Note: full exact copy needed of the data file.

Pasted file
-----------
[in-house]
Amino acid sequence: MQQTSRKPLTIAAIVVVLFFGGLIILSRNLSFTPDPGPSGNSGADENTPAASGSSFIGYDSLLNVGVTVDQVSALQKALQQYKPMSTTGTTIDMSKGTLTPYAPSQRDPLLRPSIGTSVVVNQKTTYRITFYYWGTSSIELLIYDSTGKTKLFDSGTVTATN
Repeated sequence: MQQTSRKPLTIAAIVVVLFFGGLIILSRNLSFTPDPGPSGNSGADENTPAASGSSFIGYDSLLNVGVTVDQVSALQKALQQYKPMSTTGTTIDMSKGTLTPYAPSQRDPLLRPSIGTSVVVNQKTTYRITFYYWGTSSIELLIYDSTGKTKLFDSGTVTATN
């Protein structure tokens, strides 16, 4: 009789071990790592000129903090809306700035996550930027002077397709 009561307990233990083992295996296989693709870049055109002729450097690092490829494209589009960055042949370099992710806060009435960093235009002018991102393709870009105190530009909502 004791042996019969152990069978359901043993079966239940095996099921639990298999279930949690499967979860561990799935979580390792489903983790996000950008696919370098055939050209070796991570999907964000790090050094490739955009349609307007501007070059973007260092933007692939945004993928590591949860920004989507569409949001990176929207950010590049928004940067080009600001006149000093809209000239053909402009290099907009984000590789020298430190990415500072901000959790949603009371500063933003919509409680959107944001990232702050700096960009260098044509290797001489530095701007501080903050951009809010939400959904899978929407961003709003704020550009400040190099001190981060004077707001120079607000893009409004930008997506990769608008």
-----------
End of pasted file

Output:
[in-house]
Amino acid sequence: MQQTSRKPLTIAAIVVVLFFGGLIILSRNLSFTPDPGPSGNSGADENTPAASGSSFIGYDSLLNVGVTVDQVSALQKALQQYKPMSTTGTTIDMSKGTLTPYAPSQRDPLLRPSIGTSVVVNQKTTYRITFYYWGTSSIELLIYDSTGKTKLFDSGTVTATN
Repeated sequence: MQQTSRKPLTIAAIVVVLFFGGLIILSRNLSFTPDPGPSGNSGADENTPAASGSSFIGYDSLLNVGVTVDQVSALQKALQQYKPMSTTGTTIDMSKGTLTPYAPSQRDPLLRPSIGTSVVVNQKTTYRITFYYWGTSSIELLIYDSTGKTKLFDSGTVTATN
């Protein structure tokens, strides 16, 4: 009789071990790592000129903090809306700035996550930027002077397709 009561307990233990083992295996296989693709870049055109002729450097690092490829494209589009960055042949370099992710806060009435960093235009002018991102393709870009105190530009909502 004791042996019969152990069978359901043993079966239940095996099921639990298999279930949690499967979860561990799935979580390792489903983790996000950008696919370098055939050209070796991570999907964000790090050094490739955009349609307007501007070059973007260092933007692939945004993928590591949860920004989507569409949001990176929207950010590049928004940067080009600001006149000093809209000239053909402009290099907009984000590789020298430190990415500072901000959790949603009371500063933003919509409680959107944001990232702050700096960009260098044509290797001489530095701007501080903050951009809010939400959904899978929407961003709003704020550009400040190099001190981060004077707001120079607000893009409004930008997506990769608008």